April 10, 2022
2 Peter 2:2-3 NIV
But there were also false prophets among the people, just as there will be false teachers among you. They will secretly introduce destructive heresies, even denying the sovereign Lord who bought them—bringing swift destruction on themselves. 2 Many will follow their depraved conduct and will bring the way of truth into disrepute. 3 In their greed these teachers will exploit you with fabricated stories. Their condemnation has long been hanging over them, and their destruction has not been sleeping.
Notice we made a jump over into 2 Peter in order to deal with this second matter of great concern for Peter and the Church Jesus is building—false teaching. Our concern with the conservatives is their incessant meddling with the surrounding culture and the legalistic, judgmental application of the teachings of Scripture on those who do not subscribe to Scripture. Our concern with the progressives is their seeming willingness to compromise the teaching of Scripture in order to affirm anything and everything under the sun and so baptize the surrounding culture.
Let’s remind ourselves, that meddlers and false teachers often have good purposes. They mean well. Neither, however, grasps the devastating outcomes of their strategies. Meddlers are often trying to make the world better and safer for their children. False teachers are often trying to make the world better and safer for people who are different. The danger of false teaching is not failing a doctrine exam. It is the destruction of human flourishing through the desecration of the image of God in people by the accommodation of destructive lifestyles. It is fascinating how the New Testament consistently links up false teaching with sin and what it calls “depraved conduct.” Then and now, false teaching becomes bitterly divisive in the church. Because of this, Peter does not mince his incisive words here.
They will secretly introduce destructive heresies, even denying the sovereign Lord who bought them—bringing swift destruction on themselves. 2 Many will follow their depraved conduct and will bring the way of truth into disrepute.
Taking it three massive steps further, Peter calls witnesses reaching all the way back to Genesis. Don’t skim this. In fact, read it aloud. I want your ears to hear it.
4 For if God did not spare angels when they sinned, but sent them to hell, putting them in chains of darkness to be held for judgment; 5 if he did not spare the ancient world when he brought the flood on its ungodly people, but protected Noah, a preacher of righteousness, and seven others; 6 if he condemned the cities of Sodom and Gomorrah by burning them to ashes, and made them an example of what is going to happen to the ungodly; 7 and if he rescued Lot, a righteous man, who was distressed by the depraved conduct of the lawless 8 (for that righteous man, living among them day after day, was tormented in his righteous soul by the lawless deeds he saw and heard)— 9 if this is so, then the Lord knows how to rescue the godly from trials and to hold the unrighteous for punishment on the day of judgment. 10 This is especially true of those who follow the corrupt desire of the flesh and despise authority. (2 Peter 4:4-10)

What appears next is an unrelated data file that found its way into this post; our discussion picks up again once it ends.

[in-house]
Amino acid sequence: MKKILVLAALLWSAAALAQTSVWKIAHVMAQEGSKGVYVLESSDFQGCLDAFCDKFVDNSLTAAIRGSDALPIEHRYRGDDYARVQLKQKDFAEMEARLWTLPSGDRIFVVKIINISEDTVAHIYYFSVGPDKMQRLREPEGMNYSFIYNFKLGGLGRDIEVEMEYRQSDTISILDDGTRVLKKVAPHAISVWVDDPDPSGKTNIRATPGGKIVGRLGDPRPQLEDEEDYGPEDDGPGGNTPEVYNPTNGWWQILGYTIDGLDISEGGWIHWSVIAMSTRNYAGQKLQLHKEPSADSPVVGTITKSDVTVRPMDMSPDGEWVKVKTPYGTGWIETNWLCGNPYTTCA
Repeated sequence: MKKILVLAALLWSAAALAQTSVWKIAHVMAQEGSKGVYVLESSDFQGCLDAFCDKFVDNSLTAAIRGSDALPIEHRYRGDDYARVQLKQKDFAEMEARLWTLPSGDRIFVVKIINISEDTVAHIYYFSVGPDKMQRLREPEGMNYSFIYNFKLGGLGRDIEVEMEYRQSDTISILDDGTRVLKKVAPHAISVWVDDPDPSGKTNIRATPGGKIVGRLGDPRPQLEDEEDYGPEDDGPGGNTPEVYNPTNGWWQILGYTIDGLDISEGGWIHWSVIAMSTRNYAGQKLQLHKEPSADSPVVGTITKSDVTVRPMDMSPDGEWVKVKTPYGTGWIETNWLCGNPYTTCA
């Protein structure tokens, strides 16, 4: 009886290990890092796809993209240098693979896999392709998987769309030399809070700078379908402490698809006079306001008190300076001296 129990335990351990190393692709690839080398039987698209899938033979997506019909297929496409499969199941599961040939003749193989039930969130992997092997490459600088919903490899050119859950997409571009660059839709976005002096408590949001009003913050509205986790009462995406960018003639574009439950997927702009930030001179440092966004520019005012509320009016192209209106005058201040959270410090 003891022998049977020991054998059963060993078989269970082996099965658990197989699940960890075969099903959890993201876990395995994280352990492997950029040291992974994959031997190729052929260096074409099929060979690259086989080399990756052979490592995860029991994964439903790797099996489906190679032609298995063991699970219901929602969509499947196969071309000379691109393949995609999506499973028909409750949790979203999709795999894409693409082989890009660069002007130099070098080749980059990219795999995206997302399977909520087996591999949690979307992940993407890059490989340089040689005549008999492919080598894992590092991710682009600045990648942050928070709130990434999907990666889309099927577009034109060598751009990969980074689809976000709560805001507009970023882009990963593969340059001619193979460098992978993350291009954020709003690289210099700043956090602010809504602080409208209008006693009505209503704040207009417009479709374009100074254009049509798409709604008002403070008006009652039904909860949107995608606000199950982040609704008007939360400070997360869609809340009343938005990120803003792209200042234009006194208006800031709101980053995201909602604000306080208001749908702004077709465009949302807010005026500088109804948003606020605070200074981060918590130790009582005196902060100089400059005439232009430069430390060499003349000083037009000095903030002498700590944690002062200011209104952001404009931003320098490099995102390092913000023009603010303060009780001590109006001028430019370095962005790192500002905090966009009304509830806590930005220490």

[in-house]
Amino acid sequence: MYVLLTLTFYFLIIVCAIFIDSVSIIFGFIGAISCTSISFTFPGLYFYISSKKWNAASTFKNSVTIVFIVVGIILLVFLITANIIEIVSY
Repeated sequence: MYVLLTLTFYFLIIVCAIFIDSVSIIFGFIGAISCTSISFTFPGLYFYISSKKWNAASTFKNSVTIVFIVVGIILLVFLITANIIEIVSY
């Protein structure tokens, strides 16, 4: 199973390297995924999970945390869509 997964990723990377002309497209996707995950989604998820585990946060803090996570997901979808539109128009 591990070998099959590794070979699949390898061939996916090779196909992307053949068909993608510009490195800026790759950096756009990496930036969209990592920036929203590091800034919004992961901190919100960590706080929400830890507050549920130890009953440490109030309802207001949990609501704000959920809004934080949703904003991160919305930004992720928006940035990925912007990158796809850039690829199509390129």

Notice that last verse. This is especially true of those who follow the corrupt desire of the flesh and despise authority. False teaching almost always bends, or distorts the authority of truth in order to accommodate the corruption and brokenness of the human body most often manifested through disordered desire.
None of any of this is about hating people or excluding people or judging people. It is about the sobriety and the overwhelming weight and consequences of revealed truth—which is ultimate reality. Human beings possess an insatiable propensity for self-deception. We will readily exchange the truth of God for a lie in order to accommodate our own desires. Friends, we all, like sheep, have gone astray. And we all come under the grace-filled judgment of the truth.
One more thing. I am prepared to be misunderstood (and perhaps persecuted) for what I am about to say, but I am under conviction to say it. It is time to depart from a cherished and oft repeated phrase in Christian circles. Some might argue it inferentially from Scripture, yet it appears nowhere written I am aware of. The phrase is often tracked out as a kind of trope in response to false teaching. There is a sense in which it is right, yet it is utterly unhelpful. Here is the phrase:
“Love the sinner. Hate the sin.”
It is time to stop approaching the image bearers of God with this dichotomously confusing and compromised bearing toward them. It doesn’t work. It never has. Wouldn’t we be better off loving the truth? After all, the antidote to false teaching is not despising it. The antidote to false teaching is true teaching.
I propose this alternative.
“Love the sinner.”
Or how about “Love the sinner. Love the sinner.”
Or how about just, “Love the Person.”
Final answer: “Love the person. Love the truth.”
Remember this? Above all, love one another deeply, because love cover over a multitude of sins. (1 Peter 4:8)
Wake up sleeper and rise from the dead. . .
Jesus, you are the Messiah, the Son of the Living God. Jesus, have mercy on us sinners. We are frail children dust and feeble as frail. We are all broken people and our desires are in varying states of disorder and distortion. Holy Spirit, fill us with the love of Jesus in such ways that we love one another deeply, no matter what, come what may. Teach us the most excellent way, for only this brings glory to the Father and flourishing to our lives. We desperately need this. Praying in Jesus’ name, Amen.
Love the Person. Love the Truth. How about it? Why not?
For the Awakening,